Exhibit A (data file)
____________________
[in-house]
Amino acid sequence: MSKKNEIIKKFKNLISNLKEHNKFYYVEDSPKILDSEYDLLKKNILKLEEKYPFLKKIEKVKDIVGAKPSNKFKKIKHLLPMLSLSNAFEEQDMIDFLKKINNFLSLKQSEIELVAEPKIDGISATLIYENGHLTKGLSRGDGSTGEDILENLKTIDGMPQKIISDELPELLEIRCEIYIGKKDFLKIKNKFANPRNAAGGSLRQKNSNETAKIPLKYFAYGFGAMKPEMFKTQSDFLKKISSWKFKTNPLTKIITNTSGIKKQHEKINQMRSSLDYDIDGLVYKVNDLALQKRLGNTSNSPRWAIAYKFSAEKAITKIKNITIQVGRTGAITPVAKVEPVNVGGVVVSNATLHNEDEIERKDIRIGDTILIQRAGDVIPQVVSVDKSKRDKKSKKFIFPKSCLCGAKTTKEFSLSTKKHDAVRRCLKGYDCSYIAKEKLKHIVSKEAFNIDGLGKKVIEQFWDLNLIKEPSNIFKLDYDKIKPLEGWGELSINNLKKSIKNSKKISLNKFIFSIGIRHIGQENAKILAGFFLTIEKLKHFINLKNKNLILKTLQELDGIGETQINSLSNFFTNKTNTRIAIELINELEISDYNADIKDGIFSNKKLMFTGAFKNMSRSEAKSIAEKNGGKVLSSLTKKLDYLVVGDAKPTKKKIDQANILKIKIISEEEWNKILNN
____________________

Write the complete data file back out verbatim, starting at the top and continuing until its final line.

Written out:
[in-house]
Amino acid sequence: MSKKNEIIKKFKNLISNLKEHNKFYYVEDSPKILDSEYDLLKKNILKLEEKYPFLKKIEKVKDIVGAKPSNKFKKIKHLLPMLSLSNAFEEQDMIDFLKKINNFLSLKQSEIELVAEPKIDGISATLIYENGHLTKGLSRGDGSTGEDILENLKTIDGMPQKIISDELPELLEIRCEIYIGKKDFLKIKNKFANPRNAAGGSLRQKNSNETAKIPLKYFAYGFGAMKPEMFKTQSDFLKKISSWKFKTNPLTKIITNTSGIKKQHEKINQMRSSLDYDIDGLVYKVNDLALQKRLGNTSNSPRWAIAYKFSAEKAITKIKNITIQVGRTGAITPVAKVEPVNVGGVVVSNATLHNEDEIERKDIRIGDTILIQRAGDVIPQVVSVDKSKRDKKSKKFIFPKSCLCGAKTTKEFSLSTKKHDAVRRCLKGYDCSYIAKEKLKHIVSKEAFNIDGLGKKVIEQFWDLNLIKEPSNIFKLDYDKIKPLEGWGELSINNLKKSIKNSKKISLNKFIFSIGIRHIGQENAKILAGFFLTIEKLKHFINLKNKNLILKTLQELDGIGETQINSLSNFFTNKTNTRIAIELINELEISDYNADIKDGIFSNKKLMFTGAFKNMSRSEAKSIAEKNGGKVLSSLTKKLDYLVVGDAKPTKKKIDQANILKIKIISEEEWNKILNN